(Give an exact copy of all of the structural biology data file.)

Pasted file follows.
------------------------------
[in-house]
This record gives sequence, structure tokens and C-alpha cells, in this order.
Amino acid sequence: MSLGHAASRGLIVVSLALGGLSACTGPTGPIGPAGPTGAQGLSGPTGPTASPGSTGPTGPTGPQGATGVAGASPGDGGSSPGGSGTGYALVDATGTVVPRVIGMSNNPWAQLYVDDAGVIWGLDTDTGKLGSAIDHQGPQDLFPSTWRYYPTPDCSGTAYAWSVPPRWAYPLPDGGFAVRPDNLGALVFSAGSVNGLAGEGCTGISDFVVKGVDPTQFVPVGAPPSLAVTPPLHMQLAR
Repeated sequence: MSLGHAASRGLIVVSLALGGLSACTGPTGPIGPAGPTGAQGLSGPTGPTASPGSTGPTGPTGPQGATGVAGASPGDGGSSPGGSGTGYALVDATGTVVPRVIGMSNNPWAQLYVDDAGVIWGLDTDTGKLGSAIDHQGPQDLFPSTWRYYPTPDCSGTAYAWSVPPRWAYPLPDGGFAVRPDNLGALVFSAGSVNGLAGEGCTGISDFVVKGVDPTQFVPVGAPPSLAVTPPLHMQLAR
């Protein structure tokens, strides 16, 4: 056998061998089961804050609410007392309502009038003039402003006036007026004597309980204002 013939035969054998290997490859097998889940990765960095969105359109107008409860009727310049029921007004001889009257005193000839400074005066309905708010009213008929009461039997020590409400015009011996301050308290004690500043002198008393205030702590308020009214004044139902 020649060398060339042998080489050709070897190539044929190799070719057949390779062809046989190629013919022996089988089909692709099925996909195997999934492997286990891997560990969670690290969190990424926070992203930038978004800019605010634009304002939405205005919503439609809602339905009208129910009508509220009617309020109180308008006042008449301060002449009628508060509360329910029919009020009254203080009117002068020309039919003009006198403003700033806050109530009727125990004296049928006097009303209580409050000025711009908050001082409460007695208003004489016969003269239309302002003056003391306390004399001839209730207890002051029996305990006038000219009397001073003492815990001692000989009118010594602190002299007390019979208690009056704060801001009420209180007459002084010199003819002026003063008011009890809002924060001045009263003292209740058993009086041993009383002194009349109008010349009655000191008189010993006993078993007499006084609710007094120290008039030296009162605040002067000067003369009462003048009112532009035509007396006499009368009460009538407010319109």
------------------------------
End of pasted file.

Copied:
[in-house]
This record gives sequence, structure tokens and C-alpha cells, in this order.
Amino acid sequence: MSLGHAASRGLIVVSLALGGLSACTGPTGPIGPAGPTGAQGLSGPTGPTASPGSTGPTGPTGPQGATGVAGASPGDGGSSPGGSGTGYALVDATGTVVPRVIGMSNNPWAQLYVDDAGVIWGLDTDTGKLGSAIDHQGPQDLFPSTWRYYPTPDCSGTAYAWSVPPRWAYPLPDGGFAVRPDNLGALVFSAGSVNGLAGEGCTGISDFVVKGVDPTQFVPVGAPPSLAVTPPLHMQLAR
Repeated sequence: MSLGHAASRGLIVVSLALGGLSACTGPTGPIGPAGPTGAQGLSGPTGPTASPGSTGPTGPTGPQGATGVAGASPGDGGSSPGGSGTGYALVDATGTVVPRVIGMSNNPWAQLYVDDAGVIWGLDTDTGKLGSAIDHQGPQDLFPSTWRYYPTPDCSGTAYAWSVPPRWAYPLPDGGFAVRPDNLGALVFSAGSVNGLAGEGCTGISDFVVKGVDPTQFVPVGAPPSLAVTPPLHMQLAR
């Protein structure tokens, strides 16, 4: 056998061998089961804050609410007392309502009038003039402003006036007026004597309980204002 013939035969054998290997490859097998889940990765960095969105359109107008409860009727310049029921007004001889009257005193000839400074005066309905708010009213008929009461039997020590409400015009011996301050308290004690500043002198008393205030702590308020009214004044139902 020649060398060339042998080489050709070897190539044929190799070719057949390779062809046989190629013919022996089988089909692709099925996909195997999934492997286990891997560990969670690290969190990424926070992203930038978004800019605010634009304002939405205005919503439609809602339905009208129910009508509220009617309020109180308008006042008449301060002449009628508060509360329910029919009020009254203080009117002068020309039919003009006198403003700033806050109530009727125990004296049928006097009303209580409050000025711009908050001082409460007695208003004489016969003269239309302002003056003391306390004399001839209730207890002051029996305990006038000219009397001073003492815990001692000989009118010594602190002299007390019979208690009056704060801001009420209180007459002084010199003819002026003063008011009890809002924060001045009263003292209740058993009086041993009383002194009349109008010349009655000191008189010993006993078993007499006084609710007094120290008039030296009162605040002067000067003369009462003048009112532009035509007396006499009368009460009538407010319109």